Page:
Players like Lynn Williams, Alex Loera, and Cece Kizer voiced concerns over what they described as unexpected trades, with Kizer adding that there was "no conversation this could happen." Williams, meanwhile, was informed of her trade moments prior to its execution while she was in New Zealand with the USWNT.

"There could be a lot of debate about that on its own, but at the end of the day, that’s the mechanism that we work with right now in the league," Ashton told reporters earlier this year when quested about the Current's player trade procedures.

While the club made an NWSL championship appearance in 2022 — the year Ashton came on as general manager — the 2023 season kicked off with the team firing head coach Matt Potter just three games into the season and hours before a road game. 

At the time, the club cited "issues around his leadership and employment responsibilities" as the reasoning, though players were reportedly confused with the decision making.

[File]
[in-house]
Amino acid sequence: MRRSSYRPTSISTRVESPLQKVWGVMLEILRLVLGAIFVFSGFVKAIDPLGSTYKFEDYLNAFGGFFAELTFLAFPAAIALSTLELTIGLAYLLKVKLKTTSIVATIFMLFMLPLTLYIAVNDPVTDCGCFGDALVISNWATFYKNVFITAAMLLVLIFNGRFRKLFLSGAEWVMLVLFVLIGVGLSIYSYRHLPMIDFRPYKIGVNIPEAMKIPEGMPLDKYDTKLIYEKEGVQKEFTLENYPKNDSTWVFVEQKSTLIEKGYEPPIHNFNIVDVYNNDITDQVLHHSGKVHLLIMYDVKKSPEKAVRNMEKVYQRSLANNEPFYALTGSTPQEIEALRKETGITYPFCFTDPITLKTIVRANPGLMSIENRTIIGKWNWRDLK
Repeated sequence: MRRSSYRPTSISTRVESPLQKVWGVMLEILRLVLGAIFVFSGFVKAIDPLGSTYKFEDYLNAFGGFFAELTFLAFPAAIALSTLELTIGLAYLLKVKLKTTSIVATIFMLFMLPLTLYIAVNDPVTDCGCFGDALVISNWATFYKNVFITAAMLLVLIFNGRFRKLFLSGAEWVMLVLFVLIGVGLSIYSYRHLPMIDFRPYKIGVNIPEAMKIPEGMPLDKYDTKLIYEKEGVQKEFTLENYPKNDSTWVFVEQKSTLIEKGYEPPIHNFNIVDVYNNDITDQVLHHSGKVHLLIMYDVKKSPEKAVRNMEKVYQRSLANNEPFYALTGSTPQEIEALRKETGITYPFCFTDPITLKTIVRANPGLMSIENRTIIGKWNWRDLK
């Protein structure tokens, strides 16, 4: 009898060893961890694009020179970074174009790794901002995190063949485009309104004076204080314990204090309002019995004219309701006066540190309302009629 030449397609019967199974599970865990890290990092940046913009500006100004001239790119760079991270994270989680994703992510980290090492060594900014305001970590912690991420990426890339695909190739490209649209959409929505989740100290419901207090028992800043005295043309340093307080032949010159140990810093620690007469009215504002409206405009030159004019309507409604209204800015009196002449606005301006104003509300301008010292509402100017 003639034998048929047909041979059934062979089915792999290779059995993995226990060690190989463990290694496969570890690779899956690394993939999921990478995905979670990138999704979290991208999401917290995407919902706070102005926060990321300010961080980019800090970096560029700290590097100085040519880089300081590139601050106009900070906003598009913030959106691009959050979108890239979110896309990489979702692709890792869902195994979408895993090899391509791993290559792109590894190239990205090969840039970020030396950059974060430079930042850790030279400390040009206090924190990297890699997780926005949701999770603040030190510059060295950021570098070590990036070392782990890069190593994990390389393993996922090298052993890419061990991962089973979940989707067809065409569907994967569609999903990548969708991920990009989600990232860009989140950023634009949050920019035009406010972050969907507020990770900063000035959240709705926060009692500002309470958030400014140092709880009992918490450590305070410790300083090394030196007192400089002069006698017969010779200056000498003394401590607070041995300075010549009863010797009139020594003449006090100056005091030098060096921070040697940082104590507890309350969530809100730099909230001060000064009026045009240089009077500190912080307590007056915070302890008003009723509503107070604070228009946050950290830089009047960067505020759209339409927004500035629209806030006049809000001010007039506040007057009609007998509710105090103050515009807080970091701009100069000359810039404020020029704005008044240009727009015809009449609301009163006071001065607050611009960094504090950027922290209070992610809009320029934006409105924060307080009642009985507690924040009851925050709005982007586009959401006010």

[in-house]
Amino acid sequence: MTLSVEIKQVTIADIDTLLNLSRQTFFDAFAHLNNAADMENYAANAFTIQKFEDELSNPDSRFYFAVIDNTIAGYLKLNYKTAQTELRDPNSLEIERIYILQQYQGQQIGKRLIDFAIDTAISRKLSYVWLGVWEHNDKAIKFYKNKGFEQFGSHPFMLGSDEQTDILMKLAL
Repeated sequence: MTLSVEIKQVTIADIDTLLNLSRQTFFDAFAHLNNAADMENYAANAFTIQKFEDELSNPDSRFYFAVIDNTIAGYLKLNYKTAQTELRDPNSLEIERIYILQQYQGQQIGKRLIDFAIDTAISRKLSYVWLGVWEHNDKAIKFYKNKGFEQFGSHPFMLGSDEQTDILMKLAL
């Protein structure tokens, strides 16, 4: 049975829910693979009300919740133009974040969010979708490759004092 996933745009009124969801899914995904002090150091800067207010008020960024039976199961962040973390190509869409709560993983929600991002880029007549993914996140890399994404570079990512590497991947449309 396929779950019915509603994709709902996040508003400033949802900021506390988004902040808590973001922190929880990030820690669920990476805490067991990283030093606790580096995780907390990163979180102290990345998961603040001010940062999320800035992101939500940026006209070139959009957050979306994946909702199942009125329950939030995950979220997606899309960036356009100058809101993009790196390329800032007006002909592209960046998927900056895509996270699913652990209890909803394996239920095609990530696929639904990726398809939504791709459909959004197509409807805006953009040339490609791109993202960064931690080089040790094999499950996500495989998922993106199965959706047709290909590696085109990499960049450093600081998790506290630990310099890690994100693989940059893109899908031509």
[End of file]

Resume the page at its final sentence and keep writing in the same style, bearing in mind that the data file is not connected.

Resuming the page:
Last October, the Current hired former UWSNT coach Vlatko Andonovski as head coach, in addition to giving him the title of "sporting director." Whether or not that role overlapped with Ashton’s responsibilities as general manager was cause for some speculation.

NWSL Honors UWSNT Great Lauren Holiday With Impact Award

Lauren Holiday at nwsl impact award event
USWNT legend Lauren Holiday has long been involved with social activism off the pitch. (NWSL)

The NWSL announced today that the annual civically focused Nationwide Community Impact Award would now be known as the Lauren Holiday Award in honor of the National Soccer Hall of Famer.